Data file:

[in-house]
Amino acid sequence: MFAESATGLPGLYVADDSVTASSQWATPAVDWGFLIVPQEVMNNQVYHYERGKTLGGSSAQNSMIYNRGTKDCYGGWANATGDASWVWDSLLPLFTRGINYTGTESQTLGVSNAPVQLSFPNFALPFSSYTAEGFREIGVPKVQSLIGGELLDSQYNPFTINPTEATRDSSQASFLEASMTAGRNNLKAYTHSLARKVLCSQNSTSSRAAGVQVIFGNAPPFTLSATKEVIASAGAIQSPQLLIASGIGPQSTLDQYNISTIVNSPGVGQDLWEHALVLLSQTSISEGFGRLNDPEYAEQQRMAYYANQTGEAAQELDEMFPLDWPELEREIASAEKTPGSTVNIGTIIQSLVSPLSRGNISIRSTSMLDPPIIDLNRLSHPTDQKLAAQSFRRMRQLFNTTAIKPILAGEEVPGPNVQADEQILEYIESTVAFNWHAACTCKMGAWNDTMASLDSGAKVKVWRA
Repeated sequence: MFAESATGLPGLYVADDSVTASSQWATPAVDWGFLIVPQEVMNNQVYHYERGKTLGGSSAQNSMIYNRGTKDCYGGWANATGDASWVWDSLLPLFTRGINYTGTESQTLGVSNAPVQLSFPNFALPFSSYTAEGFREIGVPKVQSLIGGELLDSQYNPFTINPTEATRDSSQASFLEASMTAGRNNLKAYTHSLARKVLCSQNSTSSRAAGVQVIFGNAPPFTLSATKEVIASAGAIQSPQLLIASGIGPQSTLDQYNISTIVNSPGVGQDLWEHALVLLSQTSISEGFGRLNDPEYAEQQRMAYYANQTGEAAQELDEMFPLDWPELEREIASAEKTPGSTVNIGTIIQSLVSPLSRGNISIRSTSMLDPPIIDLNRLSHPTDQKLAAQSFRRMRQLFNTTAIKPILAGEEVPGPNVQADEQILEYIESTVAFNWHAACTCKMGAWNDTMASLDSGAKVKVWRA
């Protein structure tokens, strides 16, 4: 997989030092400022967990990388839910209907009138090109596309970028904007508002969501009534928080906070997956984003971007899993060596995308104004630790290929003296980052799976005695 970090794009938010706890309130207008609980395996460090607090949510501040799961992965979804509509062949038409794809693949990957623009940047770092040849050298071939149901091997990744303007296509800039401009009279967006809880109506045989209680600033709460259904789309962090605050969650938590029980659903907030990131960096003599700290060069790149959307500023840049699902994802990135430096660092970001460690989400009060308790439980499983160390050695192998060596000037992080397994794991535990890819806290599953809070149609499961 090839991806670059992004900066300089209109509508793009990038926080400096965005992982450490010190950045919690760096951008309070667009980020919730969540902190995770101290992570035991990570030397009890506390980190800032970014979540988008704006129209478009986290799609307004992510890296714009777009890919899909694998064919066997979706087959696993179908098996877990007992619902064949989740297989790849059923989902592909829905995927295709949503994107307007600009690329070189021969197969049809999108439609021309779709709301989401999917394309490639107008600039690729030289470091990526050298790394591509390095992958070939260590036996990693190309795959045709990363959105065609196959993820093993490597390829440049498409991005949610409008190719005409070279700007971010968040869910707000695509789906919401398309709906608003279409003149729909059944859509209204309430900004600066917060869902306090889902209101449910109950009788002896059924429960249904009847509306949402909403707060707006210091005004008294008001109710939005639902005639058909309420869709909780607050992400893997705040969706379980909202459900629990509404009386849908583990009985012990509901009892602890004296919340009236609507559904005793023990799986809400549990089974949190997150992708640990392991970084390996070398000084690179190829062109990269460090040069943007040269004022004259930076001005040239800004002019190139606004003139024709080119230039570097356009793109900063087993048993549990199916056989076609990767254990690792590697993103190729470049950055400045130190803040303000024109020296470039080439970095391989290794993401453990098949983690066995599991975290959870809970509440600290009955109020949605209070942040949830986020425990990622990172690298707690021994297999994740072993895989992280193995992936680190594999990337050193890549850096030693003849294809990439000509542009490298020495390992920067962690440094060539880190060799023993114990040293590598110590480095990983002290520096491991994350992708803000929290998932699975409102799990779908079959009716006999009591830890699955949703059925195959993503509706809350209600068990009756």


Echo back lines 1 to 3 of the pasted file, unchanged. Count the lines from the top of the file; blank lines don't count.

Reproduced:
[in-house]
Amino acid sequence: MFAESATGLPGLYVADDSVTASSQWATPAVDWGFLIVPQEVMNNQVYHYERGKTLGGSSAQNSMIYNRGTKDCYGGWANATGDASWVWDSLLPLFTRGINYTGTESQTLGVSNAPVQLSFPNFALPFSSYTAEGFREIGVPKVQSLIGGELLDSQYNPFTINPTEATRDSSQASFLEASMTAGRNNLKAYTHSLARKVLCSQNSTSSRAAGVQVIFGNAPPFTLSATKEVIASAGAIQSPQLLIASGIGPQSTLDQYNISTIVNSPGVGQDLWEHALVLLSQTSISEGFGRLNDPEYAEQQRMAYYANQTGEAAQELDEMFPLDWPELEREIASAEKTPGSTVNIGTIIQSLVSPLSRGNISIRSTSMLDPPIIDLNRLSHPTDQKLAAQSFRRMRQLFNTTAIKPILAGEEVPGPNVQADEQILEYIESTVAFNWHAACTCKMGAWNDTMASLDSGAKVKVWRA
Repeated sequence: MFAESATGLPGLYVADDSVTASSQWATPAVDWGFLIVPQEVMNNQVYHYERGKTLGGSSAQNSMIYNRGTKDCYGGWANATGDASWVWDSLLPLFTRGINYTGTESQTLGVSNAPVQLSFPNFALPFSSYTAEGFREIGVPKVQSLIGGELLDSQYNPFTINPTEATRDSSQASFLEASMTAGRNNLKAYTHSLARKVLCSQNSTSSRAAGVQVIFGNAPPFTLSATKEVIASAGAIQSPQLLIASGIGPQSTLDQYNISTIVNSPGVGQDLWEHALVLLSQTSISEGFGRLNDPEYAEQQRMAYYANQTGEAAQELDEMFPLDWPELEREIASAEKTPGSTVNIGTIIQSLVSPLSRGNISIRSTSMLDPPIIDLNRLSHPTDQKLAAQSFRRMRQLFNTTAIKPILAGEEVPGPNVQADEQILEYIESTVAFNWHAACTCKMGAWNDTMASLDSGAKVKVWRA